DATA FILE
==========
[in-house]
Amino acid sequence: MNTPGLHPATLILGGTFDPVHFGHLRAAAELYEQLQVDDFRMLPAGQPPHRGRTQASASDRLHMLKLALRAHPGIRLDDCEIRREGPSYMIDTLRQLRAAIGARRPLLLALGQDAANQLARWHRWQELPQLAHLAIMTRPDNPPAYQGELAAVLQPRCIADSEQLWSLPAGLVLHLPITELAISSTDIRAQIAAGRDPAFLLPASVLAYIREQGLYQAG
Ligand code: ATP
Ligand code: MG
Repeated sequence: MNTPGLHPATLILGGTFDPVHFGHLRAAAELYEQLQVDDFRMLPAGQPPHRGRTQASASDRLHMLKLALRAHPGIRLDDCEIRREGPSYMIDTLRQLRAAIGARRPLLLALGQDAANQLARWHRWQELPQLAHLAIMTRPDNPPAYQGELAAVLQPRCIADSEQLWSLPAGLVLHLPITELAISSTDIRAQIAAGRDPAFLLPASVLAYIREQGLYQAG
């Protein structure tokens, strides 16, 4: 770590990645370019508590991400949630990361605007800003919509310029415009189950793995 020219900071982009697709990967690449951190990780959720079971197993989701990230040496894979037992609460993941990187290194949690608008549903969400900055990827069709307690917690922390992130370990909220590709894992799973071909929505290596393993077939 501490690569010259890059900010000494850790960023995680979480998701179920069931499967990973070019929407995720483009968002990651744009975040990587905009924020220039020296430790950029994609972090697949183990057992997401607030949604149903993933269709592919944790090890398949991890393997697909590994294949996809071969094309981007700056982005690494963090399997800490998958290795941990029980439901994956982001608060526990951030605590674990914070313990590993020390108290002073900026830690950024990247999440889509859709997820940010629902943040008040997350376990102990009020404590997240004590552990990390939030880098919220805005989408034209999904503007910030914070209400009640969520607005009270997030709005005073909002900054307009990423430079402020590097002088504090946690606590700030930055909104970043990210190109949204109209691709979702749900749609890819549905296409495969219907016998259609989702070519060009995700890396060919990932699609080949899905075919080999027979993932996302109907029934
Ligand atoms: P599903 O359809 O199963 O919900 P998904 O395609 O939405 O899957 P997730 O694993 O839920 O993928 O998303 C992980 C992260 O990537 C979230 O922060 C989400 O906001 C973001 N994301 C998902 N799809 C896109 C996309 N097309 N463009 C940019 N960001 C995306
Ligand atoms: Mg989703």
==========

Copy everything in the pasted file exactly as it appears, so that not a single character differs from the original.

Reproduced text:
[in-house]
Amino acid sequence: MNTPGLHPATLILGGTFDPVHFGHLRAAAELYEQLQVDDFRMLPAGQPPHRGRTQASASDRLHMLKLALRAHPGIRLDDCEIRREGPSYMIDTLRQLRAAIGARRPLLLALGQDAANQLARWHRWQELPQLAHLAIMTRPDNPPAYQGELAAVLQPRCIADSEQLWSLPAGLVLHLPITELAISSTDIRAQIAAGRDPAFLLPASVLAYIREQGLYQAG
Ligand code: ATP
Ligand code: MG
Repeated sequence: MNTPGLHPATLILGGTFDPVHFGHLRAAAELYEQLQVDDFRMLPAGQPPHRGRTQASASDRLHMLKLALRAHPGIRLDDCEIRREGPSYMIDTLRQLRAAIGARRPLLLALGQDAANQLARWHRWQELPQLAHLAIMTRPDNPPAYQGELAAVLQPRCIADSEQLWSLPAGLVLHLPITELAISSTDIRAQIAAGRDPAFLLPASVLAYIREQGLYQAG
């Protein structure tokens, strides 16, 4: 770590990645370019508590991400949630990361605007800003919509310029415009189950793995 020219900071982009697709990967690449951190990780959720079971197993989701990230040496894979037992609460993941990187290194949690608008549903969400900055990827069709307690917690922390992130370990909220590709894992799973071909929505290596393993077939 501490690569010259890059900010000494850790960023995680979480998701179920069931499967990973070019929407995720483009968002990651744009975040990587905009924020220039020296430790950029994609972090697949183990057992997401607030949604149903993933269709592919944790090890398949991890393997697909590994294949996809071969094309981007700056982005690494963090399997800490998958290795941990029980439901994956982001608060526990951030605590674990914070313990590993020390108290002073900026830690950024990247999440889509859709997820940010629902943040008040997350376990102990009020404590997240004590552990990390939030880098919220805005989408034209999904503007910030914070209400009640969520607005009270997030709005005073909002900054307009990423430079402020590097002088504090946690606590700030930055909104970043990210190109949204109209691709979702749900749609890819549905296409495969219907016998259609989702070519060009995700890396060919990932699609080949899905075919080999027979993932996302109907029934
Ligand atoms: P599903 O359809 O199963 O919900 P998904 O395609 O939405 O899957 P997730 O694993 O839920 O993928 O998303 C992980 C992260 O990537 C979230 O922060 C989400 O906001 C973001 N994301 C998902 N799809 C896109 C996309 N097309 N463009 C940019 N960001 C995306
Ligand atoms: Mg989703």